The Katz-Miyao Debate #8: Katz on Miyao
Richard Katz (The Oriental Economist Report)
This commentary originally appeared in the "Japan-U.S. Discussion Fourm" (http://lists.nbr.org/japanforum) on May 22, 2003: posted here with the author's permission.
Let me make sure that I understand your view (http://www.glocom.org/debates/20030519_miyao3/ and http://www.glocom.org/debates/20030519_miyao7/).
1) What most people think of as an unsustainable bubble in the late 1980s, you consider to have been an: "asset-inflationary (bull market) equilibrium with the virtuous circle of high asset prices and increasing returns,"
2) While most economists think the bubble would have collapsed eventually--because that's what all bubbles do--you believe that "it was largely a policy mistake (tax and interest hikes as well as credit control to push down stock and land prices) which sent the Japanese economy from the high equilibrium to the low equilibrium in the early 1990s."
3) From this, I presume you conclude that, had the policymakers not made this policy mistake, then the boom of the late 1980s could have continued indefinitely.
4) To solve Japan's problems, Japan should return to the bubble--sorry, the asset-inflationary bull market--by "undo[ing] the whole process by giving a big push in the opposite direction."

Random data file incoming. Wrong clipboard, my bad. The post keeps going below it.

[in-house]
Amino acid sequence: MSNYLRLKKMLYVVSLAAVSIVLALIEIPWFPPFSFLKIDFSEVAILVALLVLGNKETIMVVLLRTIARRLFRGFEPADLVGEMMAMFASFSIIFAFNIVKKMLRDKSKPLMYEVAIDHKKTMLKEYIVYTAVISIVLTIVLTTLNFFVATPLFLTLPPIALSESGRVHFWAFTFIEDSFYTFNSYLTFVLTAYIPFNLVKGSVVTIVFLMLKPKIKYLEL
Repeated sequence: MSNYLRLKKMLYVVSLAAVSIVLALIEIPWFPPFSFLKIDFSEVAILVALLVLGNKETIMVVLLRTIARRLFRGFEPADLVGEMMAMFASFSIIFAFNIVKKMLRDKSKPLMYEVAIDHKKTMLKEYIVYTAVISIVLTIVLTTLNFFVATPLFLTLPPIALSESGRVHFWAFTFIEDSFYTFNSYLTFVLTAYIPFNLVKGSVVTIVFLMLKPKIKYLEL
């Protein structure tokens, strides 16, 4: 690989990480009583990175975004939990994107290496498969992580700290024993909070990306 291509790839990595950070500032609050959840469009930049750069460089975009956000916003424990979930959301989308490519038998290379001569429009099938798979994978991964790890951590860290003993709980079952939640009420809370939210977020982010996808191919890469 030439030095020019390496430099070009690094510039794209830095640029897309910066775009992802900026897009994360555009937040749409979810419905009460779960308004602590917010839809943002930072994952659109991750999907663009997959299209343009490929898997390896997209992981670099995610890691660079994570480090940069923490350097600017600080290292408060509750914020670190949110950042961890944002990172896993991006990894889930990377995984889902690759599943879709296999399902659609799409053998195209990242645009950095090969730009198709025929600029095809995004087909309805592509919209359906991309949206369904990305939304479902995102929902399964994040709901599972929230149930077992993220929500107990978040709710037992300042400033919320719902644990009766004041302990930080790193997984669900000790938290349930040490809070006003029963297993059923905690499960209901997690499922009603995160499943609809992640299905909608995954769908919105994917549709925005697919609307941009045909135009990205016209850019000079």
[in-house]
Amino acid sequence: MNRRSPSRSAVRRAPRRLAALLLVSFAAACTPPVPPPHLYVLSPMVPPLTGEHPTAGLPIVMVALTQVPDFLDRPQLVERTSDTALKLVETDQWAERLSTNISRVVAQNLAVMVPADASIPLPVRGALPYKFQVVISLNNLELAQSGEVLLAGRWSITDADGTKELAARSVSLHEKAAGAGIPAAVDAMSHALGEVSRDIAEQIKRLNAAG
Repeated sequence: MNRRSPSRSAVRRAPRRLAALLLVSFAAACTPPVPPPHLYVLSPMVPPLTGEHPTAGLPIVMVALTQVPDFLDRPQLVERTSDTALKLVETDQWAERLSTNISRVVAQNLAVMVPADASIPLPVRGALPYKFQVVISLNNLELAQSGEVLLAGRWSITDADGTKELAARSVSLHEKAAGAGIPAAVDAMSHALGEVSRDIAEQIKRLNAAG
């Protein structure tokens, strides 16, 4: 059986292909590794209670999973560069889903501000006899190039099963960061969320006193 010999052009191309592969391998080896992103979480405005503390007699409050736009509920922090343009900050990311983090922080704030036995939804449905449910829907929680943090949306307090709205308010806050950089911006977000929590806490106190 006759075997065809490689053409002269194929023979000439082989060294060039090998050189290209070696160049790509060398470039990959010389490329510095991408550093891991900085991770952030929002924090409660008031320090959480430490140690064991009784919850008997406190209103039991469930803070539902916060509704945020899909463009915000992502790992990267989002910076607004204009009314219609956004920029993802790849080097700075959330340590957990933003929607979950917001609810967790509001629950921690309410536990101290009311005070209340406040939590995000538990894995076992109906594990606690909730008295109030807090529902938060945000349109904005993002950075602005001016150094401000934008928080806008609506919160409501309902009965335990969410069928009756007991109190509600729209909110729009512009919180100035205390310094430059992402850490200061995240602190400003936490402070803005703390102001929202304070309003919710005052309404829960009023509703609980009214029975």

5) The way to do this is by committing the BOJ and government to buy real estate and corporate shares at a target price, presumably prices approximating those of the 1980s "good equilibrium"--a tactic not to be confused with PKOs.
6) Should this lead, as it has before, to the construction of a glut of buildings without occupants, and thus pressure for prices to fall again, the government can simply raise its target price. It won't even have to buy any of these surplus buildings because it will have changed "expectations." (Being a "smart reader" I can understand that, by making its target "credible," then, "investors can change their expectations at once and the government would not have to actually purchase those assets after all.")
Do I understand your thesis correctly?